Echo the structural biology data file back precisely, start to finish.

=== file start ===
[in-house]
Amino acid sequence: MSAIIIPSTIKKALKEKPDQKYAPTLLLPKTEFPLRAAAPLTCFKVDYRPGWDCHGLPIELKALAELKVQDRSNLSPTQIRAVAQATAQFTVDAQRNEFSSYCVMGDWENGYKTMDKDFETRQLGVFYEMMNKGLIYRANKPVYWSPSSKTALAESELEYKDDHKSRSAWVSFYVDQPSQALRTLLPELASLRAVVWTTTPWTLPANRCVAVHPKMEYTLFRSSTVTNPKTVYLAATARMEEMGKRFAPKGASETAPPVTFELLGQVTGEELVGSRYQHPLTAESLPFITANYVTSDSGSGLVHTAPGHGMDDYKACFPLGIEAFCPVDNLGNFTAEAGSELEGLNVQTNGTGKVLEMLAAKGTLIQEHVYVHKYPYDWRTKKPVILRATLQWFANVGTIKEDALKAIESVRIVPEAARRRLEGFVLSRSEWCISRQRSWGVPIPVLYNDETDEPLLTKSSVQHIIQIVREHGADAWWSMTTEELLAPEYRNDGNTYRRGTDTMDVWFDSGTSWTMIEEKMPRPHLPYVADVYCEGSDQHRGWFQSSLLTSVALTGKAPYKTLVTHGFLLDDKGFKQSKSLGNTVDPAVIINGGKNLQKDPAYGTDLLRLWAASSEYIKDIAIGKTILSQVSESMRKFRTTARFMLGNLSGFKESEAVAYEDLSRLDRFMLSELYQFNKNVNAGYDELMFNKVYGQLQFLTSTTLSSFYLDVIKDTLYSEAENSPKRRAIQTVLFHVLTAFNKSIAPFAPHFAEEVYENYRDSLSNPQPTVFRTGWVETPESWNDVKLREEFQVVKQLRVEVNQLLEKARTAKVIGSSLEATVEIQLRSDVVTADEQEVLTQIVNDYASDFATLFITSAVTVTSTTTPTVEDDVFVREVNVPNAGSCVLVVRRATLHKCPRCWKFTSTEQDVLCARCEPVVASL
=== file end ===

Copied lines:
[in-house]
Amino acid sequence: MSAIIIPSTIKKALKEKPDQKYAPTLLLPKTEFPLRAAAPLTCFKVDYRPGWDCHGLPIELKALAELKVQDRSNLSPTQIRAVAQATAQFTVDAQRNEFSSYCVMGDWENGYKTMDKDFETRQLGVFYEMMNKGLIYRANKPVYWSPSSKTALAESELEYKDDHKSRSAWVSFYVDQPSQALRTLLPELASLRAVVWTTTPWTLPANRCVAVHPKMEYTLFRSSTVTNPKTVYLAATARMEEMGKRFAPKGASETAPPVTFELLGQVTGEELVGSRYQHPLTAESLPFITANYVTSDSGSGLVHTAPGHGMDDYKACFPLGIEAFCPVDNLGNFTAEAGSELEGLNVQTNGTGKVLEMLAAKGTLIQEHVYVHKYPYDWRTKKPVILRATLQWFANVGTIKEDALKAIESVRIVPEAARRRLEGFVLSRSEWCISRQRSWGVPIPVLYNDETDEPLLTKSSVQHIIQIVREHGADAWWSMTTEELLAPEYRNDGNTYRRGTDTMDVWFDSGTSWTMIEEKMPRPHLPYVADVYCEGSDQHRGWFQSSLLTSVALTGKAPYKTLVTHGFLLDDKGFKQSKSLGNTVDPAVIINGGKNLQKDPAYGTDLLRLWAASSEYIKDIAIGKTILSQVSESMRKFRTTARFMLGNLSGFKESEAVAYEDLSRLDRFMLSELYQFNKNVNAGYDELMFNKVYGQLQFLTSTTLSSFYLDVIKDTLYSEAENSPKRRAIQTVLFHVLTAFNKSIAPFAPHFAEEVYENYRDSLSNPQPTVFRTGWVETPESWNDVKLREEFQVVKQLRVEVNQLLEKARTAKVIGSSLEATVEIQLRSDVVTADEQEVLTQIVNDYASDFATLFITSAVTVTSTTTPTVEDDVFVREVNVPNAGSCVLVVRRATLHKCPRCWKFTSTEQDVLCARCEPVVASL